This year for Banned Books Week I read Fun Home: a family tragicomic by Alison Bechdel, a graphic novel which has lingered on my TBR (to be read) list for almost a decade. A combination of recent controversy, an award winning Broadway adaptation, and some friendly encouragement finally tipped the scales.

Fun Home was first published in 2006, and was almost immediately challenged in a Missouri public library. Due to the images depicting sexual acts, specifically sexual acts featuring LGTBQ participants, there have been several other challenges over the years. You can read more about its controversial history in this article from the Comic Book Legal Defense Fund.

Fun Home is a memoir about Bechdel's relationship with her father, his death, and her journey to understanding her own sexuality. It is not an easy read. This book is dense with complicated emotions, not uncommon when considering how our relationships with family change as we grow older. However the added tragedy of her father's sudden death (or possible suicide) hard on the heels of Bechdel coming out as a lesbian and the revelation that her father had spent his life in the closet, creates a sort of drama that colors every other aspect of their relationship. She examines her memories for hints and signs overlooked, unable to continue their conversation directly.

In the most recent controversy, students at Duke University objected to Fun Home's selection as a title all incoming first-year students were encouraged to read. As far as I know, no one has called for Fun Home's removal from the library shelves or syllabi at Duke. However, it's interesting how several of the students who refused to read this book said that they would've read it in print, but the graphic novel format made the content too objectionable. It's not uncommon for a challenge to a graphic novel to be based in part on the fact that the objectionable material has been illustrated, rather than simply described in words.

There are three graphic novels on the American Library Association's list of Top 10 Most Frequently Challenged Books for 2014:
Like those Duke students, I avoided reading Fun Home -- not for some moral reasons, but simply because I knew this wasn't a fun book and I prefer happy endings in my books. However, it is important to push myself outside of my comfort zone sometimes because each time I have, I've discovered something wonderful. That said, I'm glad I waited until I was ready to read this book, and I'd reached a point in my life where I had the perspective to really appreciate Bechdel's memoir. Nine years ago I might have fixated on the tragedy and missed the quieter advice that it is damaging to force yourself to live within the confines of expectations, even your own.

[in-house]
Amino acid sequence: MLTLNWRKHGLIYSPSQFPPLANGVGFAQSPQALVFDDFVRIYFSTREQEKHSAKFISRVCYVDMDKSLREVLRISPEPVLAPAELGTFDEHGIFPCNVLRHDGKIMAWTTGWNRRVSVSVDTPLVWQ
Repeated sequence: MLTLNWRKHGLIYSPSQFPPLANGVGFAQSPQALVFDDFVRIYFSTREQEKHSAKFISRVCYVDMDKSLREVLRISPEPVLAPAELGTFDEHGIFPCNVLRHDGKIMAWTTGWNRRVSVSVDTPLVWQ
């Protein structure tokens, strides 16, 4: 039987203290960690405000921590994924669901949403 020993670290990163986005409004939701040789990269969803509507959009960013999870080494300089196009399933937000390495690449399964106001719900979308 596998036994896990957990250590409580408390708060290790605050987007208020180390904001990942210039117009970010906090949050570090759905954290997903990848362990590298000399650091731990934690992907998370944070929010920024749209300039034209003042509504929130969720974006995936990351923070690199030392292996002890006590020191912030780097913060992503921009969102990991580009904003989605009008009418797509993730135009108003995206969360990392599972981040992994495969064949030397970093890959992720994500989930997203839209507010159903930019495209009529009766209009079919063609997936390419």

~Sarah, Adult Services

Thursday, September 24, 2015

What Should the Characters of "Scandal" Be Reading?

Season five of Scandal starts tonight!

Sure, it can be a completely unbelievable show at times and I'm usually saying, "That did not just happen!" when I watch it.

But, come on, it's also the most awesome completely unbelievable show and it's filled with epic monologues, forbidden love, and pretty people. Feel free to have a dance party!

To celebrate the return of its awesomeness and the awesomeness of books, here are some book recommendations to help Olivia, Mellie, and Fitz deal with what happened in season 4.

Season 4 spoilers ahead!

At the end of season 4, Fitz kicked Mellie out of the White House so he could be with Olivia. Fitz and Mellie have two children. Given the way Olivia decorates her apartment and dresses, it seems like she doesn't spend any time with children at all. Learning how to get stains out of a mostly white wardrobe might be a good skill to pick up.


Green-up Your Cleanup by Jill Potvin Schoff

And she also might want to drink a little less.

Rewire: Change Your Brain to Break Bad Habits, Overcome Addictions, Conquer Self-Destructive Behavior by Richard O'Conner

Mellie is not the type of woman to give up. I doubt she'll roll over and quietly take Fitz's banishment, but she's been through some hard times before.

Just in case she needs a reminder...

You are a Badass: How to Stop Doubting Your Greatness and Start Living an Awesome Life by Jen Sincero

I'm not really worried about Mellie. She's tough and knows how to deal with disappointment.

Rising Strong by Brene Brown

Oh, Fitz. I don't envy his position. (Not the Presidency. Being President of the United States seems far easier than his Olivia-Mellie predicament.)

Yep. Nothing but trouble ahead for the President. Figuring out why he's repeatedly in a bad place might be a good idea, yes?

Blunder: Why Smart People Make Bad Decisions by Zachary Shore

While Fitz does many things that are annoying, kicking Mellie out of the White House for doing something very similar to something he did (killing lots of people mostly by accident) was extremely aggravating. He may want to remember that a person who lives in a glass house should not throw stones.

Bartlett's Familiar Quotations: A Collection of Passages, Phrases, and Proverbs Traced to Their Sources in Ancient and Modern Literature by John Bartlett and Geoffrey O'Brien

Yeah, you do, Fitz. Repeatedly.

The gladiators are back and I couldn't be happier.